Caribbean Basin Initiative: Setting Labor Standards

Article excerpt

On January 1, 1984, the Caribbean Basin Initiative went into effect, eliminating tariffs for most products exported by that region to the United States. This preferential access to American markets is expected to increase the flow of investment into Caribbean countries with high unemployment, and thus create additional jobs.

The Caribbean Basin Economic Recovery Act lists 27 countries as potentially eligible for the trade benefits, but directs the President of the United States to undertake a rigorous process of designation. This process includes a review of 18 criteria for designation. The criteria are quite varied; they range from whether a country is Communist to whether commercial stations in that country pirate U.S. television broadcasts.

Although only 7 of the 18 criteria are mandatory, the Administration has persuaded each designated country--20 as of mid-1984--to meet all of the criteria. At the end of the bilateral discussions, each country interested in being designated was asked to submit a letter to the United States explaining how each of the 18 criteria were met. These letters contain both declarations and commitments regarding present and future policies. In some cases, governments are required to take specific actions before the designation letters are accepted. The labor criterion

One of the most controversial criteria is that regarding labor. This provision requires the President to consider the degree to which workers in the country are afforded "reasonable workplace conditions" and enjoy the "right to organize and bargain collectively." In practice, this has meant that in countries with restrictive labor policies, the U.S. negotiating teams have encouraged the governments to agree to changes in their policies.

The primary reason for the labor criterion is a concern that the labor laws and conditions in some countries would prevent the benefits of the Caribbean Basin Initiative from reaching the workers. By promoting free trade unions, the United States intended not only to contribute to democratic pluralism, but also to provide foreign workers the institutional base needed to earn their rightful share of the income generated by the Initiative. A second reason for the labor criterion is to safeguard American workers from unfair foreign competition. By using the statutory labor criterion, the United States would have leverage against a participating country that exported to the American market products made under "sweatshop style" working conditions.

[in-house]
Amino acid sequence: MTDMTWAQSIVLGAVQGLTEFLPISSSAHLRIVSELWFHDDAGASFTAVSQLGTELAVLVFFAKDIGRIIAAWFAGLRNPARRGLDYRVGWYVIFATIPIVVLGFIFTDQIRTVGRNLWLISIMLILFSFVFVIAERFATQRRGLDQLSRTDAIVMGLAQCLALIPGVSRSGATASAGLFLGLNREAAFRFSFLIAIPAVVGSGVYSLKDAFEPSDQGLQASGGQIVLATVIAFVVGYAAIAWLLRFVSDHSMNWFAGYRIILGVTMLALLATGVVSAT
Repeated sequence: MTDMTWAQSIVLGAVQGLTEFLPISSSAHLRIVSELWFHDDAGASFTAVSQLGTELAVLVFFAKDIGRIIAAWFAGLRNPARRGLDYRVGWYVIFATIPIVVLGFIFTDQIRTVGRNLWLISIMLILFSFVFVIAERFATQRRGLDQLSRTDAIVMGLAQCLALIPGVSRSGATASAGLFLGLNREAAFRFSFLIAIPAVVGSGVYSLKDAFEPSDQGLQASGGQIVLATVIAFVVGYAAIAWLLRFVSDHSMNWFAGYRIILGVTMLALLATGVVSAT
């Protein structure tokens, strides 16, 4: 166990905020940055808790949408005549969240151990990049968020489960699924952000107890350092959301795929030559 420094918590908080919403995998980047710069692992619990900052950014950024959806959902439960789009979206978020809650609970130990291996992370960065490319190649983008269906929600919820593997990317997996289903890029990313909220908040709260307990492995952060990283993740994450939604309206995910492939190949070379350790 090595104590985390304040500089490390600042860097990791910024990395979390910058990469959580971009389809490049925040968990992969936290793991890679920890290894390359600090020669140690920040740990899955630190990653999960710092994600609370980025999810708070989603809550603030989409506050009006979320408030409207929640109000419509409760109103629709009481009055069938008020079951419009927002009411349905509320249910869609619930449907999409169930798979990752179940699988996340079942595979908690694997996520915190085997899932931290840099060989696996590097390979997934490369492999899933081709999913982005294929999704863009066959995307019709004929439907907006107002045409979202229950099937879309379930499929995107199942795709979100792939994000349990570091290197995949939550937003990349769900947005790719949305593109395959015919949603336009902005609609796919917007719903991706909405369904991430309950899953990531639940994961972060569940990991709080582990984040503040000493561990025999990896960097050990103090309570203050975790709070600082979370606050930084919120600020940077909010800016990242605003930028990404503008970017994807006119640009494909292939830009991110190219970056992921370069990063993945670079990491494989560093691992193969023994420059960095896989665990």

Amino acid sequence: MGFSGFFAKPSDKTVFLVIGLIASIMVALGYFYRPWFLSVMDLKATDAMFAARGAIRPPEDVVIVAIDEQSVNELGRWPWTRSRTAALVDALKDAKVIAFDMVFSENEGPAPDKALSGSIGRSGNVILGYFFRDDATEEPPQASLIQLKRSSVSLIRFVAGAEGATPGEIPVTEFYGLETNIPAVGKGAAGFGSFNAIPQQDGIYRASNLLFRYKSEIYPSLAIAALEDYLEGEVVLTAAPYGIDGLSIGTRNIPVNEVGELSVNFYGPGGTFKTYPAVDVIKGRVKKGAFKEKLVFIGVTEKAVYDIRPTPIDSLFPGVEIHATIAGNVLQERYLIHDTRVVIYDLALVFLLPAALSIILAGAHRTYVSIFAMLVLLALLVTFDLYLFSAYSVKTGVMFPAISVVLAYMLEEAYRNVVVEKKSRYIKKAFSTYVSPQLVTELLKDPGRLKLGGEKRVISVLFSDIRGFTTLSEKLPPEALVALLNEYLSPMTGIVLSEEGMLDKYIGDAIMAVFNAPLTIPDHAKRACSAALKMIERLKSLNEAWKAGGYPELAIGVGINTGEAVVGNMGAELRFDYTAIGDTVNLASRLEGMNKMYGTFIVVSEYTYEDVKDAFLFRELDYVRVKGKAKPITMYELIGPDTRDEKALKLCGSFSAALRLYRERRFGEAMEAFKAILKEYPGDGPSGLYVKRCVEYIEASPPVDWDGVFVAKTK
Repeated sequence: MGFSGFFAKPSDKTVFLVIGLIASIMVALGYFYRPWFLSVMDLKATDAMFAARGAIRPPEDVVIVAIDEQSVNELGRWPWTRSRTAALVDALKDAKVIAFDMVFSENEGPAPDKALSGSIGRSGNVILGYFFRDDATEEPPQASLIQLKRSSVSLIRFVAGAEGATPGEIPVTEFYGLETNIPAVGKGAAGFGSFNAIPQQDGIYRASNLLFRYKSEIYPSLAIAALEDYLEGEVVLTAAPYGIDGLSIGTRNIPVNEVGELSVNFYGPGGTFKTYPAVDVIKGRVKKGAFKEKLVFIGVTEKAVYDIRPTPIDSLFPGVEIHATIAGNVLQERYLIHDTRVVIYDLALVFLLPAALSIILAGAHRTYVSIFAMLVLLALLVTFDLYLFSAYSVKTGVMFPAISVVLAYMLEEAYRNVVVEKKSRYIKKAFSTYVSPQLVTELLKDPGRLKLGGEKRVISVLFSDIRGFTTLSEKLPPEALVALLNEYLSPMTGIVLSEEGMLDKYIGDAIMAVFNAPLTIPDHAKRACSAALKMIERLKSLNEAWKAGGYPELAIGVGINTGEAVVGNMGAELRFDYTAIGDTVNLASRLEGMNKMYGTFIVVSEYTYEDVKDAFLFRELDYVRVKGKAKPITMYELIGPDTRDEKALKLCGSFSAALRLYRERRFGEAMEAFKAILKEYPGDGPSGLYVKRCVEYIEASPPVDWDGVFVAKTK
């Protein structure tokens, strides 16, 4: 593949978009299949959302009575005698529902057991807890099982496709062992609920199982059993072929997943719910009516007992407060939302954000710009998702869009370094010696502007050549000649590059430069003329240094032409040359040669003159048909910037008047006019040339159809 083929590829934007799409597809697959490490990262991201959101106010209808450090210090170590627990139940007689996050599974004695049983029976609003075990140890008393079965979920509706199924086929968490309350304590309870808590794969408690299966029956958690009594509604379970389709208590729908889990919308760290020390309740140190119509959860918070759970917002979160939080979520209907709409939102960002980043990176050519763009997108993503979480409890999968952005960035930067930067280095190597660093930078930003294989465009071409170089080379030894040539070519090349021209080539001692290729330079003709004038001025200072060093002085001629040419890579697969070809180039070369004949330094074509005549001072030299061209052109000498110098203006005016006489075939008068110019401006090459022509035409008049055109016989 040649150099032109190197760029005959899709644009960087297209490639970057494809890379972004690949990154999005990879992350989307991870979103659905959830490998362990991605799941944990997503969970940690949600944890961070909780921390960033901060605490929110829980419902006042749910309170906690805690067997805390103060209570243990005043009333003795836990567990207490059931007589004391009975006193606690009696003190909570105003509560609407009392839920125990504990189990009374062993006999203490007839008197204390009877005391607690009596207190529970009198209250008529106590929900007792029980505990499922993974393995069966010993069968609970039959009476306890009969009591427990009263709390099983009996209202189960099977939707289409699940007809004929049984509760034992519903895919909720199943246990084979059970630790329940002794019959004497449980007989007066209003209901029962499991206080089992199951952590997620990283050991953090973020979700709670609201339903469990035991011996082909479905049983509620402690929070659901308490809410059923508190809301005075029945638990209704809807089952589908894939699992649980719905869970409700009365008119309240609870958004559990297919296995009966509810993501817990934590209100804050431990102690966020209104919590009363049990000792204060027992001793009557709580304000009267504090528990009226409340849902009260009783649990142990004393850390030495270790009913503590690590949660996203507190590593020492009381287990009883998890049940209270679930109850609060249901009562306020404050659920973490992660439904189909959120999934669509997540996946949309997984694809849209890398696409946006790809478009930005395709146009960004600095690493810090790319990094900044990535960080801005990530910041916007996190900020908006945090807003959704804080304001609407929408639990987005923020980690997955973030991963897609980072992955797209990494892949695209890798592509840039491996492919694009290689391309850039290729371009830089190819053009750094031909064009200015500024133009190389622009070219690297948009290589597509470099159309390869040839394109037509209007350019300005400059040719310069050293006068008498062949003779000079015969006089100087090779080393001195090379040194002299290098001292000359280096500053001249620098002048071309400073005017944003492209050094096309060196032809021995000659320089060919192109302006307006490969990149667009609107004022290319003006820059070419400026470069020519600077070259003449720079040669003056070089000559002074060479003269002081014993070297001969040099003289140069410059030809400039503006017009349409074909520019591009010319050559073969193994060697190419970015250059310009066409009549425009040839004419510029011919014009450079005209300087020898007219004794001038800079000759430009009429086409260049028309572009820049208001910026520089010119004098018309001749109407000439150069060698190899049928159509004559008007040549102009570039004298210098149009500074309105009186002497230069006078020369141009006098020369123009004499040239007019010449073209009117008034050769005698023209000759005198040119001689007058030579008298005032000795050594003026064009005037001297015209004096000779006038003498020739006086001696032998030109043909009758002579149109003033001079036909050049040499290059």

Aside from the narrow provision in U.S. trade law that prohibits the importation of products made by convict or forced labor, the Caribbean Basin Initiative is the only U.S. law that makes foreign labor conditions a specific consideration in providing trade benefits to other countries. While international fair labor standards have been a longtime goal of organized labor in the United States, the Initiative is the first time this concept has been incorporated into U.S. tariff legislation. Defining the standard

In implementing the labor criterion, the Administration faced 27 countries with a wide range of labor conditions--from very good to very poor. Realizing that it could not apply the same standards to countries with different cultures and legal systems, the United States adopted a two-step procedure. One, all countries are reviewed with respect to a few very basic labor standards. Two, countries with inadequate labor rights are asked to make some improvements. The approach the United States takes in each country, of course, also depends on the number of negotiation issues involving the other Caribbean Basin Initiative criteria.

The first area of concern is freedom of association, or the right to organize unions, form labor federations, and affiliate with international trade union organizations. In defining this standard, the United States relied heavily on the Freedom of Association Convention (Convention 87) of the International Labor Organization (ILO). …